Shapiro for the Defense

September 02, 1994|By RICHARD E. VATZ and LEE S. WEINBERG

Awed by his aggressive defense tactics in the O. J. Simpson case, we researched Robert Shapiro's early career. It turns out that his first case was defending a man who had been ticketed for parking overtime. Here is his cross-examination of the officer who ticketed his client:

L Mr. Shapiro: Officer, how long have you been ticketing cars?

Officer: For ten years, sir.

S.: Now, the average meter cop has been ticketing for 15 years, is that right?

O.: I don't know, sir.

S.: You don't know? This has been your beat for 10 years, and you don't know the average time others have been on your own beat?

O: No, sir.

S.: Now, officer, the meter in question was registered ''expired,'' correct?

O.: Correct, sir.

S.: Now, officer, did anyone else witness the ''expired'' signal on the meter?

O.: No, sir.

S.: So, without verification, without eyewitnesses, you just took it on your own authority that the meter said ''expired,'' right?

O.: Yes, sir.

S.: Officer, when is the last time you had an eye exam?

O.: Five years ago.

S.; Five years ago? Doesn't the department require meter cops to have regular eye exams?

O.: No, sir.

S.: So, in theory, officer, you could have terrible vision -- be nearly blind -- and no one in your department would know.

O.: I guess not.

S.: Now, officer, the meter which you THINK read ''expired'' was located in FRONT of the defendant's car, correct?

O.: Correct, sir.

S.: Now, many meters are located BEHIND parking spaces, is that not correct?

O.: Yes, sir.

S.: Now, if that's true, officer, how do you know that THIS meter was the meter for the defendant's car?

O.: I could just see it, sir.

S.: But you've had no training in differentiating between meters located in FRONT of parking spaces and meters located BEHIND parking spaces, have you?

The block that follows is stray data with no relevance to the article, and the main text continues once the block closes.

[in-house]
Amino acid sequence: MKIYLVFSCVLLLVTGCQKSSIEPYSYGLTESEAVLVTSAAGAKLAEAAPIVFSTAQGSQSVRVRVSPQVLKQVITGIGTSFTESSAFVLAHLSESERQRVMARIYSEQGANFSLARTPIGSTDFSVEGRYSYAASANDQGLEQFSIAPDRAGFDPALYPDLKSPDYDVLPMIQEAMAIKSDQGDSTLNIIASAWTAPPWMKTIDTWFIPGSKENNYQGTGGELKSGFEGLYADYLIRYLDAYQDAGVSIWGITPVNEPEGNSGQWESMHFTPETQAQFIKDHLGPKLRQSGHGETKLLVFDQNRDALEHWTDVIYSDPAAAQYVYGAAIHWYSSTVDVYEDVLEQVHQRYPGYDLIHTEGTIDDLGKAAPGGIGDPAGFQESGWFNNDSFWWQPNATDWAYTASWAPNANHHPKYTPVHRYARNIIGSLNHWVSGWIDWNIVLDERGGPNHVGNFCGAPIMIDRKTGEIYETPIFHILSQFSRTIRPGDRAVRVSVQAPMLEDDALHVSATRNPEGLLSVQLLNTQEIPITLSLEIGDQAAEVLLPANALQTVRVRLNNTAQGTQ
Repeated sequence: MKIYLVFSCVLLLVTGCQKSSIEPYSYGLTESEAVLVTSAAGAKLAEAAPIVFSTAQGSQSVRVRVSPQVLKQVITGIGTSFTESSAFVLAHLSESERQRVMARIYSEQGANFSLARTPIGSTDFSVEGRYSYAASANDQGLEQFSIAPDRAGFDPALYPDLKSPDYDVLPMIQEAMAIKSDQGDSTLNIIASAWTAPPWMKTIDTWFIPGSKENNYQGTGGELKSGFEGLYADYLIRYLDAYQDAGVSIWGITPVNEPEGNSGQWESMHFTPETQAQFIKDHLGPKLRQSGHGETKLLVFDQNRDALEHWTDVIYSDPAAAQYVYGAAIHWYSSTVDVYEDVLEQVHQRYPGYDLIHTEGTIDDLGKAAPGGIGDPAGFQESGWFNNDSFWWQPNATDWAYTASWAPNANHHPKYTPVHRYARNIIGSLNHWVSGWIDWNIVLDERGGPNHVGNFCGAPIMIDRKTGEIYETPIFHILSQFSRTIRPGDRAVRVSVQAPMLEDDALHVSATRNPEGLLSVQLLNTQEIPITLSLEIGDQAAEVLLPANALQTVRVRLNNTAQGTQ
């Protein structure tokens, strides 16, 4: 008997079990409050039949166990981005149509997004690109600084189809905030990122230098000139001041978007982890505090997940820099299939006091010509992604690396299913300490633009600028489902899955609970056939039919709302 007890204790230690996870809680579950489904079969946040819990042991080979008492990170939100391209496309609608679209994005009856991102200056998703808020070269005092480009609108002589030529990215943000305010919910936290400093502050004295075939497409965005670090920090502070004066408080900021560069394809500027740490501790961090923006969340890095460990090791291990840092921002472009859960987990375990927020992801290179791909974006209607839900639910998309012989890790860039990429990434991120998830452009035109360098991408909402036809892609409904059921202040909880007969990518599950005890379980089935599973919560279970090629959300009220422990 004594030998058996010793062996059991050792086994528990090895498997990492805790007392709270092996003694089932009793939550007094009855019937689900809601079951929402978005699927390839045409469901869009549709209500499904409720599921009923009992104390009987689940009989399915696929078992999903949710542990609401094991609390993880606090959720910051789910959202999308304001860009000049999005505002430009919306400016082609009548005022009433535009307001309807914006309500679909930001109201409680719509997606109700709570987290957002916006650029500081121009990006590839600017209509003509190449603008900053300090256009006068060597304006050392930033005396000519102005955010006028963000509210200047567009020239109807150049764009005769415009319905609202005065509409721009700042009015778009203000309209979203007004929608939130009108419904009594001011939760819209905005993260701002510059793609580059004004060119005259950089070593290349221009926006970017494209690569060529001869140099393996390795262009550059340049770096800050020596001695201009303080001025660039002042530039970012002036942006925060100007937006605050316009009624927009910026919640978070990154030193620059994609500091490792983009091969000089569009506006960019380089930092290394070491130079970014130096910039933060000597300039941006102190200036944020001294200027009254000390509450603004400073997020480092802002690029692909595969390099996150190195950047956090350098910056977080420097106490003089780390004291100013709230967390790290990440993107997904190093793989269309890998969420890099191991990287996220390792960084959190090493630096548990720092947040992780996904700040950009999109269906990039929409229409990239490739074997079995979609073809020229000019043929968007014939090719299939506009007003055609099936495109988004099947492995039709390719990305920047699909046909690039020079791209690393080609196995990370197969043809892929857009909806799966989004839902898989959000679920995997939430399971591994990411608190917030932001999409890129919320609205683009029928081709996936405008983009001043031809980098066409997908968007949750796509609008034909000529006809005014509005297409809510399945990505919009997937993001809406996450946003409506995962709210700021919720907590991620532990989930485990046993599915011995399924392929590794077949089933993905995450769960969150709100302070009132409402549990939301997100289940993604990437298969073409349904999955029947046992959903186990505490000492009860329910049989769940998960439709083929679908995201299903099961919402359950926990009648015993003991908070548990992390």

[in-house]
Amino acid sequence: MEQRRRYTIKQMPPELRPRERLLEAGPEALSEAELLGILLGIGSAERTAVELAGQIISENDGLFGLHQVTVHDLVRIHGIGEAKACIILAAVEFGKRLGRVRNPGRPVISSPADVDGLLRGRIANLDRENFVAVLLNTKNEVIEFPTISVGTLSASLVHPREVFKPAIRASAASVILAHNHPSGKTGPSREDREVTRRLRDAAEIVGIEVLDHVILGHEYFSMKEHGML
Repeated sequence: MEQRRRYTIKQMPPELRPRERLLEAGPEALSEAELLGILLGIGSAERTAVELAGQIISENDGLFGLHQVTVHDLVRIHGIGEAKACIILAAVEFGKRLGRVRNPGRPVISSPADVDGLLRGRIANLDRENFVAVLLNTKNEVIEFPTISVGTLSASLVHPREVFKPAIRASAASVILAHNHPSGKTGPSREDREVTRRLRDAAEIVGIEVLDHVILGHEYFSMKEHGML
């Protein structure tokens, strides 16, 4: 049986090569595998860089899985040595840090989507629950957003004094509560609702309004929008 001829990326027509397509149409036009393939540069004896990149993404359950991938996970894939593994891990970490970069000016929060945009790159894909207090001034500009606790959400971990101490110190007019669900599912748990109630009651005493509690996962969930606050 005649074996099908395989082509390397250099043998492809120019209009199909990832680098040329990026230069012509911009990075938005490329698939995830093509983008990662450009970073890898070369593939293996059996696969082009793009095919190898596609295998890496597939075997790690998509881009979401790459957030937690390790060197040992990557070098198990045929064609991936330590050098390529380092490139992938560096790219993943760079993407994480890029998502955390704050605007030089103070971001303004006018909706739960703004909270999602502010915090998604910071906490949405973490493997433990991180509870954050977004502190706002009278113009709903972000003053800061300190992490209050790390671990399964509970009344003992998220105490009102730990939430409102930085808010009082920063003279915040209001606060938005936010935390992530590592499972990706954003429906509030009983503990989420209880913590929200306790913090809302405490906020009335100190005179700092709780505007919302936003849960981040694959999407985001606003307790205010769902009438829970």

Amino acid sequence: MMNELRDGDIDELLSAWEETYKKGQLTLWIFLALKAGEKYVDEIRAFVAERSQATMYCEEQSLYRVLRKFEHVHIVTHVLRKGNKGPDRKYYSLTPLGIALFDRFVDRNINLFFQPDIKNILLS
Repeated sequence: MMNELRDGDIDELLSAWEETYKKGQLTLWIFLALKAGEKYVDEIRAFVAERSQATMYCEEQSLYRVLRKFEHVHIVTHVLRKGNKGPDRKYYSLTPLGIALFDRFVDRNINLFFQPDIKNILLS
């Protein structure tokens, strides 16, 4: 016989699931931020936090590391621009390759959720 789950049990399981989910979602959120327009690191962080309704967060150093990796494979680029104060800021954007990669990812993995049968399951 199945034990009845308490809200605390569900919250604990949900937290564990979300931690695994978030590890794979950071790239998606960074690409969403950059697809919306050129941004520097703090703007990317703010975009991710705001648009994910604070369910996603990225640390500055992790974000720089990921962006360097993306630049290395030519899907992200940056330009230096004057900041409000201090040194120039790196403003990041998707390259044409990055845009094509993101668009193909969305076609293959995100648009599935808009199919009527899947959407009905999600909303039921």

O.: Training in front and behind? No, sir.

S.: And in 1984, when you started, you once read the wrong meter, erroneously giving an undeserved ticket, didn't you?

O.: Well, yes, but . . .

S.: And, finally, officer, another policeman in your precinct has testified that you have stated that people should buy American cars, right?

O.: Well, yes, but . . .

S.: And the defendant's car is a Toyota, isn't it?

O.: Yes, but . . .

S.: And you once said, and I quote, ''I would ticket foreign cars for nothing,'' didn't you?

O.: Well, I may have said that as a joke, but . . .

S.: Of course, you wouldn't ticket all cars for nothing, would you?

O.: No, but, it was just a kind of joking . . .

S.: So, you have no witness, your eyesight is untested and probably your vision is bad, you sought no corroborative testimony, you've erred on meter-readings in the past, and you are out to get foreign-car owners. How do you expect that 12 jurors would find it true beyond a reasonable doubt that defendant's car was overparked?

O.: I don't, sir.

Richard E. Vatz teaches rhetoric at Towson State University. Lee S. Weinberg teaches in the Graduate School of Public and International Affairs at the University of Pittsburgh.

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